On April 7, 1992, William Ford Jr. walked into a Long Island body shop to pick up his car. Minutes later he was dead, a single .22-caliber bullet lodged in his heart. He had no criminal record or history of violence; in fact, the 24-year-old Howard graduate had just passed his first exam to become a New York State corrections officer. So what happened that night? And why was the white man who shot him not only never indicted but hardly questioned?
Strong Island (available now on Netflix) is a quietly devastating attempt by William’s brother Yance Ford to find answers, and the result won the first-time documentarian a Special Jury Award at Sundance. But the movie is not so much about seeking justice — it’s obvious nearly from the outset that there wasn’t any then, and there won’t be now — as it is about exploring the void William’s death left behind, and why instead of bringing his family together, it ultimately blew them apart. The oldest child and only boy, he was adored by his two sisters (Yance had not yet transitioned to male) and treasured by the parents who sacrificed almost everything to escape 1970s Brooklyn for the nearby suburban idyll of Central Islip. But prejudice followed them from the city as surely as it had from their native South — a reality cruelly reinforced, Yance notes with calm fury, by a police response that effectively “turned my brother into the prime suspect in his own murder.”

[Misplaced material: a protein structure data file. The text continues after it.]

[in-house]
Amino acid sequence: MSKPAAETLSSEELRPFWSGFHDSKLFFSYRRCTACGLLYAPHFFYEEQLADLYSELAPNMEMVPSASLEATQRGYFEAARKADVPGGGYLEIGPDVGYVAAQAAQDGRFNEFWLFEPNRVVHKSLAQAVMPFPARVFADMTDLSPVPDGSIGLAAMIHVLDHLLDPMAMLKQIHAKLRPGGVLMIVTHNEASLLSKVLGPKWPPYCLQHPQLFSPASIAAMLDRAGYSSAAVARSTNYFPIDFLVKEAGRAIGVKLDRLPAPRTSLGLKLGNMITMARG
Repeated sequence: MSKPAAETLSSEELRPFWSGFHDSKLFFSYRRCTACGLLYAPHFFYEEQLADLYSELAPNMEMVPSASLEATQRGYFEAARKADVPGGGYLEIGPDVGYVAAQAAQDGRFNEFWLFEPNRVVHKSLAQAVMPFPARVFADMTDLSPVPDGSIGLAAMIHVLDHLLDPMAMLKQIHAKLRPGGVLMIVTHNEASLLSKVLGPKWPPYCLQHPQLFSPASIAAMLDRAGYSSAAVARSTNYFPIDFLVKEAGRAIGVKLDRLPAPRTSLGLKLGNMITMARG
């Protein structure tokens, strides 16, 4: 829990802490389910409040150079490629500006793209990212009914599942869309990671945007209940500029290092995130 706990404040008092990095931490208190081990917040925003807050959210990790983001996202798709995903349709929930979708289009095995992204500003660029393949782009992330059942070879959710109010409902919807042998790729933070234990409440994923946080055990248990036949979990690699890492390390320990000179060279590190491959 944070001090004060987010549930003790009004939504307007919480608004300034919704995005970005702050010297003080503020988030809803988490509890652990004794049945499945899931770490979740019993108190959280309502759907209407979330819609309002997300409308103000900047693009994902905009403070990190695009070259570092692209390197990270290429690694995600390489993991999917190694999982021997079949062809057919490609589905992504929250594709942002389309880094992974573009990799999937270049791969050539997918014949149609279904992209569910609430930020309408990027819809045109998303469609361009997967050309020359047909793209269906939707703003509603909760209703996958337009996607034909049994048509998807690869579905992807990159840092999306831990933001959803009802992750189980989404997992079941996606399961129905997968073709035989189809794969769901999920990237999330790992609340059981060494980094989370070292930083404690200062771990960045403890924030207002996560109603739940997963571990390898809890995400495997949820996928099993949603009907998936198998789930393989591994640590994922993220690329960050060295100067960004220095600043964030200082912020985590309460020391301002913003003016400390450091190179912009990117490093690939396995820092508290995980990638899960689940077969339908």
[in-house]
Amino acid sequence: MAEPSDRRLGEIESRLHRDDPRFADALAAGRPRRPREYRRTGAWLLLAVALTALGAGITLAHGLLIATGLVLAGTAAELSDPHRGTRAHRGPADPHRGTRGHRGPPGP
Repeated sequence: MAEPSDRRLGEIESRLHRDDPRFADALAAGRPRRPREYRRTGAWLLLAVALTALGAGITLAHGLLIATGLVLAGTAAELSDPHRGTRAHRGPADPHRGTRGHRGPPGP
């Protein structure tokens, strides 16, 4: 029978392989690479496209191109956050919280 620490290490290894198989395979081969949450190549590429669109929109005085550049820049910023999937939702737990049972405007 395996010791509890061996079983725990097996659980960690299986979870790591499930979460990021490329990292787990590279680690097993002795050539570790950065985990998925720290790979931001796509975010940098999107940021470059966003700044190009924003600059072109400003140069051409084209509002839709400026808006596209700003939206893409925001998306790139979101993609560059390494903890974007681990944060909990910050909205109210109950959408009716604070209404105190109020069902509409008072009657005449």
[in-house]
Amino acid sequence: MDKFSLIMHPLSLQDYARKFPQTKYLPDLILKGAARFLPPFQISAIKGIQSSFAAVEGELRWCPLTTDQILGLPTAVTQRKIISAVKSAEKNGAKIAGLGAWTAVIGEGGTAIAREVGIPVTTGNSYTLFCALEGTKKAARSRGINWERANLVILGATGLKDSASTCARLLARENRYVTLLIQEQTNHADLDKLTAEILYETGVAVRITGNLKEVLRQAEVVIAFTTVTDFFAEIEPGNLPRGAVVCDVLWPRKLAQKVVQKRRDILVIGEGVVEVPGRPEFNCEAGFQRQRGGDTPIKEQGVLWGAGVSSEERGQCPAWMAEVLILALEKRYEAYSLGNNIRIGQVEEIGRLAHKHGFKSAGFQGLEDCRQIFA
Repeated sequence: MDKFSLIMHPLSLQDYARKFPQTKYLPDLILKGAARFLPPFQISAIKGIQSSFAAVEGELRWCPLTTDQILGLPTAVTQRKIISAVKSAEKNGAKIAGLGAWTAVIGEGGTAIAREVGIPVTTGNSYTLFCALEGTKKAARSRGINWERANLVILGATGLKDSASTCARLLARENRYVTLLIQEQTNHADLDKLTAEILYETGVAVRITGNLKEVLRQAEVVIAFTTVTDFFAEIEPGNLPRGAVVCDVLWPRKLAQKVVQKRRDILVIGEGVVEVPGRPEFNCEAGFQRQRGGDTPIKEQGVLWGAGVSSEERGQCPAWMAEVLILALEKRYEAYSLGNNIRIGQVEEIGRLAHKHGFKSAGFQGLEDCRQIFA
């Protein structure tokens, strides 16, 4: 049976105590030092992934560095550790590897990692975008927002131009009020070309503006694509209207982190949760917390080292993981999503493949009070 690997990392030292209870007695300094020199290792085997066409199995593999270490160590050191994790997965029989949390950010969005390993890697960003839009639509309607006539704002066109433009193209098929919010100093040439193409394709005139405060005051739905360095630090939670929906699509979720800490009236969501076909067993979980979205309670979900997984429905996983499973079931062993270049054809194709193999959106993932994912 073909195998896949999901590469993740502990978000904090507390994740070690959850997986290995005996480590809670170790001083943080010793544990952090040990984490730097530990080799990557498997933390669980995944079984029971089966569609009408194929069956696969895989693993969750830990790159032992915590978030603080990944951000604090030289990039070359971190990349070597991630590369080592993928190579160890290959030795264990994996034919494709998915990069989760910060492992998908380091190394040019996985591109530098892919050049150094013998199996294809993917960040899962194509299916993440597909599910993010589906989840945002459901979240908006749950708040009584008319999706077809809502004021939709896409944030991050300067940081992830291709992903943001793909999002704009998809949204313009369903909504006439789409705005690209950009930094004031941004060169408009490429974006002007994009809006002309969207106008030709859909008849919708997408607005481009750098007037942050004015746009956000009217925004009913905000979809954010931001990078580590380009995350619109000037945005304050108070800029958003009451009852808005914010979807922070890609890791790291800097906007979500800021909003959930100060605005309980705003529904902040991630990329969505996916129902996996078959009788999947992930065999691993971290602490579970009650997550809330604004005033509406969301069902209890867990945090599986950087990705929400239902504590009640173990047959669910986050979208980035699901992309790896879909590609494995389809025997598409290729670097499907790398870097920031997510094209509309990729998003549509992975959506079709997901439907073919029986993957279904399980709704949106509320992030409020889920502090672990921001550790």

Interspersing old photographs and home video with intimate, often painful interviews (William’s family and friends are thoughtful and forthcoming; certain officials less so), Strong builds a poignant, methodical portrait of loss. Telling William’s story won’t bring him back, but at least it will let the world know he lived. B+